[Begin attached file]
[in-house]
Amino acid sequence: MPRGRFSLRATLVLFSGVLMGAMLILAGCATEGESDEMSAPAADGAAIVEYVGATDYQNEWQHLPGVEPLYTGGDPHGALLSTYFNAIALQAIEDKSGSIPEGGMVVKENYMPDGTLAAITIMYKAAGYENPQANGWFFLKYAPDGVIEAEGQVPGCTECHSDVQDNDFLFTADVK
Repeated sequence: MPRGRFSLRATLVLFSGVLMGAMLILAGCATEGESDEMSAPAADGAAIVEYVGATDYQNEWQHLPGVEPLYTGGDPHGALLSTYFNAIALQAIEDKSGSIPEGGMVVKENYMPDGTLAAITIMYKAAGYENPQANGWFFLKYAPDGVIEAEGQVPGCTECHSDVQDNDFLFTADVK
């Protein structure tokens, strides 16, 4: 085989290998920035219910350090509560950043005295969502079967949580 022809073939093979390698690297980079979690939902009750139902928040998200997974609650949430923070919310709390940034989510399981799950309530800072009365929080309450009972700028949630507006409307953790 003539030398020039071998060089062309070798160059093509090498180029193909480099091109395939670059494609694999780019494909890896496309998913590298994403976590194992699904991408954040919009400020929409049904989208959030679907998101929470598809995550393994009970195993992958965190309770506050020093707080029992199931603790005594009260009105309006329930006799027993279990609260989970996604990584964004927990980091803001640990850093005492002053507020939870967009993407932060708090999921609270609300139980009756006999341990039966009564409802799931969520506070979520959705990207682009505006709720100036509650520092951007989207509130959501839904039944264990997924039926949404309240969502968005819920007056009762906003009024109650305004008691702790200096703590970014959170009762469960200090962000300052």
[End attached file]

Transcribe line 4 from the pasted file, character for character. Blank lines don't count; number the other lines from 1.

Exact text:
């Protein structure tokens, strides 16, 4: 085989290998920035219910350090509560950043005295969502079967949580 022809073939093979390698690297980079979690939902009750139902928040998200997974609650949430923070919310709390940034989510399981799950309530800072009365929080309450009972700028949630507006409307953790 003539030398020039071998060089062309070798160059093509090498180029193909480099091109395939670059494609694999780019494909890896496309998913590298994403976590194992699904991408954040919009400020929409049904989208959030679907998101929470598809995550393994009970195993992958965190309770506050020093707080029992199931603790005594009260009105309006329930006799027993279990609260989970996604990584964004927990980091803001640990850093005492002053507020939870967009993407932060708090999921609270609300139980009756006999341990039966009564409802799931969520506070979520959705990207682009505006709720100036509650520092951007989207509130959501839904039944264990997924039926949404309240969502968005819920007056009762906003009024109650305004008691702790200096703590970014959170009762469960200090962000300052």